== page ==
A mother and her young daughter were walking in a downtown shopping district on a January afternoon. In the urban hustle and bustle, the little girl noticed a homeless man shivering against the bitter cold. As her mother tried to pull her closer, the girl walked over to the man. She pulled her fuzzy scarf from around her neck and placed it around his. The mother's heart welled up, that her daughter had more compassion than any of the hundreds of people who walked by that same man that day.In the gospel of Mark, Jesus is in the temple and watches people as they throw their offerings into the collection box. Here's the story, as told in Mark 12:41-44 :
As they started to walk away, the homeless man called to them, motioning them back. He held out his hand, holding a dime -- probably all the money he had -- and said to the girl, "This is for you."
The mother politely refused, saying that payment is not necessary. "But I want to give this to her," he replied, holding the dime out further, tears of gratitude forming in his eyes.
It was then that the young mother realized that this man, who by the world's standards had less than nothing, still felt that he had something to give. And that by refusing his gratitude she was robbing him of his sense of usefulness.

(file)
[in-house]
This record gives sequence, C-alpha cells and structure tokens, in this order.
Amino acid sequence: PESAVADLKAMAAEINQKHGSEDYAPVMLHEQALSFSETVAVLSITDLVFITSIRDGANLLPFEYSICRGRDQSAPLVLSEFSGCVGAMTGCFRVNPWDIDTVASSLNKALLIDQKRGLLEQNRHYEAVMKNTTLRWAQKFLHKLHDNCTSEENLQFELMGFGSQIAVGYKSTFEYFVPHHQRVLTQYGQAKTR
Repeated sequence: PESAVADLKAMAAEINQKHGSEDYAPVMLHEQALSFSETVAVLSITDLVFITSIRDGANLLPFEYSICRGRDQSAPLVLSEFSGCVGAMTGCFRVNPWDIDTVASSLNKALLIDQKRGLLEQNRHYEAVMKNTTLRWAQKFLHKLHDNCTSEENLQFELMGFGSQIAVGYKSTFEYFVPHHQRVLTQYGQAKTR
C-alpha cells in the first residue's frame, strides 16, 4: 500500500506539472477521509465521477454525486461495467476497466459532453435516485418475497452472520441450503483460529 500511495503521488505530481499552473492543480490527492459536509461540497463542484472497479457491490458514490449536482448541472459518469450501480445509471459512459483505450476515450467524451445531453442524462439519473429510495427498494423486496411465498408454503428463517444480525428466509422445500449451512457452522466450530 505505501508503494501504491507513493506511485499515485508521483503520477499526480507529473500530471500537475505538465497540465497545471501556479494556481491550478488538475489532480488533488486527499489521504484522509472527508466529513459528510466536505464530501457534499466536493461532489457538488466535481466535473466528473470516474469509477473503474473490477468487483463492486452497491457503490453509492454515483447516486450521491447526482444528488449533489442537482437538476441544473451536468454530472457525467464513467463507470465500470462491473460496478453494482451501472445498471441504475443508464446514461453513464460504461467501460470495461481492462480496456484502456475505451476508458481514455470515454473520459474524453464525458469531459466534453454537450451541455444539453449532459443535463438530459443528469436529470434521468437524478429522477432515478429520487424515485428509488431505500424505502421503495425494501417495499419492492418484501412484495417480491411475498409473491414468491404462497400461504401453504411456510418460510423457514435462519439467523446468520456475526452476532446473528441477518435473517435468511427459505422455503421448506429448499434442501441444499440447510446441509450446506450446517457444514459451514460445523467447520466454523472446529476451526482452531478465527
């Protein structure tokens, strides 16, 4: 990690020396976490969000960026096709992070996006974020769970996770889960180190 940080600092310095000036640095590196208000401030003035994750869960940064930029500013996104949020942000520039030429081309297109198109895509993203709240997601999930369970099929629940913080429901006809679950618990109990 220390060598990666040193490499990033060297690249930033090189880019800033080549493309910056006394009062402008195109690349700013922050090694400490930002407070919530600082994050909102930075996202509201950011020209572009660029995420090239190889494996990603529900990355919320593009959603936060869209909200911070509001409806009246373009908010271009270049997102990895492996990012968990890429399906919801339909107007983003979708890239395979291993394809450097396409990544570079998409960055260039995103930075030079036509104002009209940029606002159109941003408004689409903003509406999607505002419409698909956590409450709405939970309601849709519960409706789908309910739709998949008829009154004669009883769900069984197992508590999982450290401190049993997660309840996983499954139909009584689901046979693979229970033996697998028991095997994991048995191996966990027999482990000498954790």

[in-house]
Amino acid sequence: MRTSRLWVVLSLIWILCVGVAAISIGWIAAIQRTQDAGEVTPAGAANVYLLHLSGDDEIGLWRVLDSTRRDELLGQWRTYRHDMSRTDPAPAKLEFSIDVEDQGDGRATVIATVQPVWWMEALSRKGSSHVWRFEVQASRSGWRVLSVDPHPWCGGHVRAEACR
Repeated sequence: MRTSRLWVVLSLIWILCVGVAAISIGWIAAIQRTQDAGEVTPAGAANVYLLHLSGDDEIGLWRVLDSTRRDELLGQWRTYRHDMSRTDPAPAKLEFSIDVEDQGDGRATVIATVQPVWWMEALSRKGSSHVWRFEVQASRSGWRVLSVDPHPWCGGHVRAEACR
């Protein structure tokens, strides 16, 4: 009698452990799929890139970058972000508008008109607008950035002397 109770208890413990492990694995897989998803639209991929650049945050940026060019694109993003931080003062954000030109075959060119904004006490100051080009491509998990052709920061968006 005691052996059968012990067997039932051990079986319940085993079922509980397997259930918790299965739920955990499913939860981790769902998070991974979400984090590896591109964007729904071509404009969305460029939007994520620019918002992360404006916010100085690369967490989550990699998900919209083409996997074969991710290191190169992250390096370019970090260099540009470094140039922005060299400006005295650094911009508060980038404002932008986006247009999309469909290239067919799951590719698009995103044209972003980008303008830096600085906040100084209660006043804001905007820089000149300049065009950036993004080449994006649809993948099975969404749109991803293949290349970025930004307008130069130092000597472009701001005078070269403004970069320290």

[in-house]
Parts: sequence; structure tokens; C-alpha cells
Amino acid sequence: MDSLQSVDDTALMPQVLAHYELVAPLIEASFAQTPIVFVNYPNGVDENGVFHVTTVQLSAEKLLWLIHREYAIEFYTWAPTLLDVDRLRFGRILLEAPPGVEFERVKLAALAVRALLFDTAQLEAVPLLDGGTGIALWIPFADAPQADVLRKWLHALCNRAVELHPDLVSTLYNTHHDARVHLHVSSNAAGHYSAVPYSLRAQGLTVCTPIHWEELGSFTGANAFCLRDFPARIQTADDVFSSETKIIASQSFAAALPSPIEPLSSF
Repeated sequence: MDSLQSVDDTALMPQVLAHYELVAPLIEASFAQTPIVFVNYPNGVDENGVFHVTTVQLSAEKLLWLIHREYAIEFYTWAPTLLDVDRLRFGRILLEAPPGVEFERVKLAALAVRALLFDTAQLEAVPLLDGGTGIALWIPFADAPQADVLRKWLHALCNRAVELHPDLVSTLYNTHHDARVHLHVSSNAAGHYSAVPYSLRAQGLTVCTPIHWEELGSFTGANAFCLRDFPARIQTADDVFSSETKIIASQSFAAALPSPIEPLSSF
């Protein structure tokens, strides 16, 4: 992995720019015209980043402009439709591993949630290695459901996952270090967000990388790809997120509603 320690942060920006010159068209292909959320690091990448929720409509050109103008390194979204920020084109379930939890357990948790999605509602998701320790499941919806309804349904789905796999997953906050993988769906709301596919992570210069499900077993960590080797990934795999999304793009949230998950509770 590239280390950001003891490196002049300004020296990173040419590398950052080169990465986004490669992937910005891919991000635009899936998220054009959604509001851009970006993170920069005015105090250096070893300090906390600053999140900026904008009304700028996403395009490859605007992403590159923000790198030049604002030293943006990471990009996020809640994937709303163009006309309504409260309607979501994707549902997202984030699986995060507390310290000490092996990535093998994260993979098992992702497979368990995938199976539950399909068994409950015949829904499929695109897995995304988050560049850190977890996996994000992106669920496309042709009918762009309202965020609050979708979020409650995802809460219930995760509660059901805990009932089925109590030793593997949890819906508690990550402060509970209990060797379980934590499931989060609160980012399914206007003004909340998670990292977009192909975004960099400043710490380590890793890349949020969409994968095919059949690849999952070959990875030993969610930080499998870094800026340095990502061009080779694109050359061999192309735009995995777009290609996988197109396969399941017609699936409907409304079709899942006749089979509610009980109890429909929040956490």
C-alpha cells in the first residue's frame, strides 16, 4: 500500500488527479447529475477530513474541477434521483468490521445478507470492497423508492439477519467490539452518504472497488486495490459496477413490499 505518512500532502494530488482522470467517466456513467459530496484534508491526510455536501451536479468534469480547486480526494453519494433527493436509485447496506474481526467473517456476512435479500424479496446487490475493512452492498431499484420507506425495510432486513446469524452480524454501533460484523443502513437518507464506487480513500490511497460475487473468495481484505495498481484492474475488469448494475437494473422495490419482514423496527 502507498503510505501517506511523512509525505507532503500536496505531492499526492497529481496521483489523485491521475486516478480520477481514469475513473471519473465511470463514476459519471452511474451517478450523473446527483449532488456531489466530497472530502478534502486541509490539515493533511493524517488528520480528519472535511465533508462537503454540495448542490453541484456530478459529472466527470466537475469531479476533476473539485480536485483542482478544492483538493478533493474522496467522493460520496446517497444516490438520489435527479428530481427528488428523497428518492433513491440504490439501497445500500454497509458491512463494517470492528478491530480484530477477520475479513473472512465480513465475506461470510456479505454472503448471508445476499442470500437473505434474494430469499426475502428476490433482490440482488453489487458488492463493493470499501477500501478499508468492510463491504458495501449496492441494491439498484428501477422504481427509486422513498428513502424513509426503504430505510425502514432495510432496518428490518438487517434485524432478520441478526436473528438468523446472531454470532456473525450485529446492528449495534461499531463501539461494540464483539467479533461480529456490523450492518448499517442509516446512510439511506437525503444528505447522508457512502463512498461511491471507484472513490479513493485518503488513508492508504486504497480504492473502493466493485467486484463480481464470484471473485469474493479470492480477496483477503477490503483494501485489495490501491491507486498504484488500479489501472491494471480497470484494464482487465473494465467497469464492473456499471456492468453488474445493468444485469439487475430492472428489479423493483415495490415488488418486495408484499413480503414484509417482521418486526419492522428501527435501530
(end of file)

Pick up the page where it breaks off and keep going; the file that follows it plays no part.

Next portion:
Sitting across from the offering box, he was observing how the crowd tossed money in for the collection. Many of the rich were making large contributions. One poor widow came up and put in two small coins—a measly two cents. Jesus called his disciples over and said, "The truth is that this poor widow gave more to the collection than all the others put together. All the others gave what they'll never miss; she gave extravagantly what she couldn't afford—she gave her all."Everyone has a life story that tells how they came to where they are today. Certainly the man in this one had never planned to be homeless on a cold day in January. The widow probably never planned to live in poverty, and surely never expected to be noticed -- in a positive way -- by the Messiah of all people!
We've all had times when we felt down and out, like we had little or no worth in the eyes of the world. We don't ever have as a our life-goals to see ourselves as being utterly useless. We got there from our disposition to sin, to letting others down. Even though we might not have lived in the financial poverty of the homeless man or the widow, our sins have placed us in spiritual poverty. I'd venture to say that if God gave out "heavenly credit reports" on our souls, most of us would have "spiritual bankruptcy" on there at one time or another.
Even in the worst of our moments, Jesus sees each and every one of us as a person of extravagant value, someone worth dying for. In fact, He paid for our debt to get us eternally out of our spiritual bankruptcy. If we accept His gift, we can live a life of worth and usefulness.